England's largest woodland planting scheme gets green light
More than 600,000 trees are set to be planted across Northumberland over the next two years, with England's largest woodland planting scheme in decades given the go-ahead by the Forestry Commission.
Thanks to government funding, Doddington North Moor has been given consent to plant a new 350-hectare forest near Wooler in Northumberland - the largest of its kind to be planted in England for over 30 years.
The forest, which will span the equivalent of over 650 football fields, will help to enhance populations of the iconic red squirrel, while storing over 120,000 tonnes of carbon and helping to manage flood risk in the area. With the forestry and timber processing industry a major employer in the region, the project is also set to bring a boost to local businesses and will generate a number of new jobs.
It joins another successful project that has just been approved this week in the Lake District, with government funding helping the Lowther Park Estate plant more than 200,000 trees over 170 hectares of their land.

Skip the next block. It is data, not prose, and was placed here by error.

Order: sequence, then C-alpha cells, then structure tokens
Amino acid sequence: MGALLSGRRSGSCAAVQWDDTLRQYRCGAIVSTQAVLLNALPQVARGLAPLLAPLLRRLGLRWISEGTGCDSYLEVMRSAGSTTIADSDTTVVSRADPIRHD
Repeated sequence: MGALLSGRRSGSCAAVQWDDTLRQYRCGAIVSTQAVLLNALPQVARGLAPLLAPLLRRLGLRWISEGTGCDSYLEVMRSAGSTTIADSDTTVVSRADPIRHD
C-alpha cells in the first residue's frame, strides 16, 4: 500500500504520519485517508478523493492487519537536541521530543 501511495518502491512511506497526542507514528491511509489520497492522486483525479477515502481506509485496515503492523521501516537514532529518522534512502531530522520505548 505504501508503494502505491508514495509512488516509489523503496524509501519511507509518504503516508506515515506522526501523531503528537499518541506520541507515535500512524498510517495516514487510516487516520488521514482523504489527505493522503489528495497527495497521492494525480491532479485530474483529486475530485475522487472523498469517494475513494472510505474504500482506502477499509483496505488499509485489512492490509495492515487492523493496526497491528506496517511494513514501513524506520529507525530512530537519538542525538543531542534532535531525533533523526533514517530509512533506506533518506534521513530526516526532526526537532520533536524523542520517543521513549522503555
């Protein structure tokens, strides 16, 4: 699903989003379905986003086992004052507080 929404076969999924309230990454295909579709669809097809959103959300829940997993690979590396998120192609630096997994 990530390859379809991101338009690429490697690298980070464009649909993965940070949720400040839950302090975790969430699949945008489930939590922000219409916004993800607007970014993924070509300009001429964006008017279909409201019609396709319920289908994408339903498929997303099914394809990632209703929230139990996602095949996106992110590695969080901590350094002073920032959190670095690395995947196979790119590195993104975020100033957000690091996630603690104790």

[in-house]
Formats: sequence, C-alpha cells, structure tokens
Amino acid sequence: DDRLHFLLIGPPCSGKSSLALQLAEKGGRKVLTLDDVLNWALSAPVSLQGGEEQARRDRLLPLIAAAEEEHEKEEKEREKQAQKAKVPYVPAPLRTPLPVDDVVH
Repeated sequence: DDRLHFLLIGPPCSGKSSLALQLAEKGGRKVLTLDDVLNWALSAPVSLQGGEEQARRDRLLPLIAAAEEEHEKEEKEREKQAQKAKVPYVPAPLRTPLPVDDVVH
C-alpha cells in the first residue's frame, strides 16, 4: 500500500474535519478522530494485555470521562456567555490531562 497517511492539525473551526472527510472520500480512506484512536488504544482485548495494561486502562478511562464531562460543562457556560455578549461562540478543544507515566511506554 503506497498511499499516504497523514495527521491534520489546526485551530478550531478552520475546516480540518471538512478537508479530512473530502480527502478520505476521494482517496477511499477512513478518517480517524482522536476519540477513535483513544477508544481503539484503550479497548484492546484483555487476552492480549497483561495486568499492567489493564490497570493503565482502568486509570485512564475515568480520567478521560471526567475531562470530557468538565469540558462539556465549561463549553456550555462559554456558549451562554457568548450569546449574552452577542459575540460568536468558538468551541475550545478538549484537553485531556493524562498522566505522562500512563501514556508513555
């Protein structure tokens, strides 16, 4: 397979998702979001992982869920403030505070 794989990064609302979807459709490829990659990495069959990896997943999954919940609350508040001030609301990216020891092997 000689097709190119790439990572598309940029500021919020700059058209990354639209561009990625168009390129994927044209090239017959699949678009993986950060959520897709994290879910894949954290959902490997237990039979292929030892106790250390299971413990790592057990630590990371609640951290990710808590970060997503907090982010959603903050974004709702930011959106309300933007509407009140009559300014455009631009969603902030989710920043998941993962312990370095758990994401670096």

Environment Minister Therese Coffey welcomed the decision, saying: "Our forests and woodlands are some of our most vital and cherished natural assets, and planting more trees is at the heart of our ambition to protect the environment for future generations.
"Doddington North Moor will make a significant contribution to our drive to plant 11 million trees across the nation and is a fantastic example of the kind of tree planting schemes we want to see more of. I hope this will signal a wave of similar projects to come forward and help other landowners realise the benefits of woodland creation." ■